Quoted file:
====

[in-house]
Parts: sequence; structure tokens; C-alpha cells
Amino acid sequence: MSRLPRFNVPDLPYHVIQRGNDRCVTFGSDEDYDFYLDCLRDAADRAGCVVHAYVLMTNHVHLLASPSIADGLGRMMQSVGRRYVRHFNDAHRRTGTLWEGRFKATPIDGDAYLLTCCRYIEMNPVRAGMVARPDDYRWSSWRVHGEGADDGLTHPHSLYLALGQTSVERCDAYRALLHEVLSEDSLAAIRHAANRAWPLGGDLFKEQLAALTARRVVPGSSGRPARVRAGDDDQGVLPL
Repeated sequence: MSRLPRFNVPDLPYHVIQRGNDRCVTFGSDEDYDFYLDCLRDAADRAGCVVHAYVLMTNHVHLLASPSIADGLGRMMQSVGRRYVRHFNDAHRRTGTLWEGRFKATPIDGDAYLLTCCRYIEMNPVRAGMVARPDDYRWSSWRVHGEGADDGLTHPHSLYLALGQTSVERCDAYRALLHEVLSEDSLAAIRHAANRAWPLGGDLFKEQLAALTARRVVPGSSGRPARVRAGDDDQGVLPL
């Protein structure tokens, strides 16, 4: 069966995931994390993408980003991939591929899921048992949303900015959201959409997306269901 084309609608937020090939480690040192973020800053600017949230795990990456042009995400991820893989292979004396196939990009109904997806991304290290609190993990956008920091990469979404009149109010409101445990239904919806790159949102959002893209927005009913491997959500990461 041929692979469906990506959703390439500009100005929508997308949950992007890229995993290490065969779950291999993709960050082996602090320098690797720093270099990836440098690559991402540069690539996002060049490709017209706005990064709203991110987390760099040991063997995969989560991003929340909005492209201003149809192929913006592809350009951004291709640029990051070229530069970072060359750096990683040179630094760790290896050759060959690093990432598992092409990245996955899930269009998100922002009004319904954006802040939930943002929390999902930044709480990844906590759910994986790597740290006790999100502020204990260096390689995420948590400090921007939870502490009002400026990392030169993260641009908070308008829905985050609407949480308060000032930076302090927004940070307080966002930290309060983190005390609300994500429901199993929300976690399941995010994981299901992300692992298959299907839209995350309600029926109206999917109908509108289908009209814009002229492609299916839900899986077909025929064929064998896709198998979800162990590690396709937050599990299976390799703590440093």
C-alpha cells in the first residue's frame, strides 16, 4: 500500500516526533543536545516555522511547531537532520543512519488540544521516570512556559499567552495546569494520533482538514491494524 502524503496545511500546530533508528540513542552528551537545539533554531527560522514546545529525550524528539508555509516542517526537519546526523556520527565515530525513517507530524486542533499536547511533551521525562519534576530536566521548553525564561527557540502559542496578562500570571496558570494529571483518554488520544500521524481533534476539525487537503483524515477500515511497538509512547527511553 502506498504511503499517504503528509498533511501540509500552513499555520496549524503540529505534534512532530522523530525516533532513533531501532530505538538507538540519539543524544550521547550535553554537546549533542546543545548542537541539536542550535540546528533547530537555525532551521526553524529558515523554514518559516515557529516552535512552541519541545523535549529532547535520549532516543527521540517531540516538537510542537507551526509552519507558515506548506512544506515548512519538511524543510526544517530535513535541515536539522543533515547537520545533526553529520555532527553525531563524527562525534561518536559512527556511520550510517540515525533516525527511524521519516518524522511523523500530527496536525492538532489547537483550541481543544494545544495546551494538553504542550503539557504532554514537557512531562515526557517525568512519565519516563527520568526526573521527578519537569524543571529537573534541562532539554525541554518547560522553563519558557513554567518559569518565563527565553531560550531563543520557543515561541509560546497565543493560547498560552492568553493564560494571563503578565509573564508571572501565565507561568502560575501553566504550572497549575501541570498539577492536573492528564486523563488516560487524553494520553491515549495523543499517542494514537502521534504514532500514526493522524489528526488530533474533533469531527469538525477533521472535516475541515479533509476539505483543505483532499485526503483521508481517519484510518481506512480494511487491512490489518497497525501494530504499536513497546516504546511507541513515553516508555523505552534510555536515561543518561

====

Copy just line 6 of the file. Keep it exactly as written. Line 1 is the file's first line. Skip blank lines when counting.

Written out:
C-alpha cells in the first residue's frame, strides 16, 4: 500500500516526533543536545516555522511547531537532520543512519488540544521516570512556559499567552495546569494520533482538514491494524 502524503496545511500546530533508528540513542552528551537545539533554531527560522514546545529525550524528539508555509516542517526537519546526523556520527565515530525513517507530524486542533499536547511533551521525562519534576530536566521548553525564561527557540502559542496578562500570571496558570494529571483518554488520544500521524481533534476539525487537503483524515477500515511497538509512547527511553 502506498504511503499517504503528509498533511501540509500552513499555520496549524503540529505534534512532530522523530525516533532513533531501532530505538538507538540519539543524544550521547550535553554537546549533542546543545548542537541539536542550535540546528533547530537555525532551521526553524529558515523554514518559516515557529516552535512552541519541545523535549529532547535520549532516543527521540517531540516538537510542537507551526509552519507558515506548506512544506515548512519538511524543510526544517530535513535541515536539522543533515547537520545533526553529520555532527553525531563524527562525534561518536559512527556511520550510517540515525533516525527511524521519516518524522511523523500530527496536525492538532489547537483550541481543544494545544495546551494538553504542550503539557504532554514537557512531562515526557517525568512519565519516563527520568526526573521527578519537569524543571529537573534541562532539554525541554518547560522553563519558557513554567518559569518565563527565553531560550531563543520557543515561541509560546497565543493560547498560552492568553493564560494571563503578565509573564508571572501565565507561568502560575501553566504550572497549575501541570498539577492536573492528564486523563488516560487524553494520553491515549495523543499517542494514537502521534504514532500514526493522524489528526488530533474533533469531527469538525477533521472535516475541515479533509476539505483543505483532499485526503483521508481517519484510518481506512480494511487491512490489518497497525501494530504499536513497546516504546511507541513515553516508555523505552534510555536515561543518561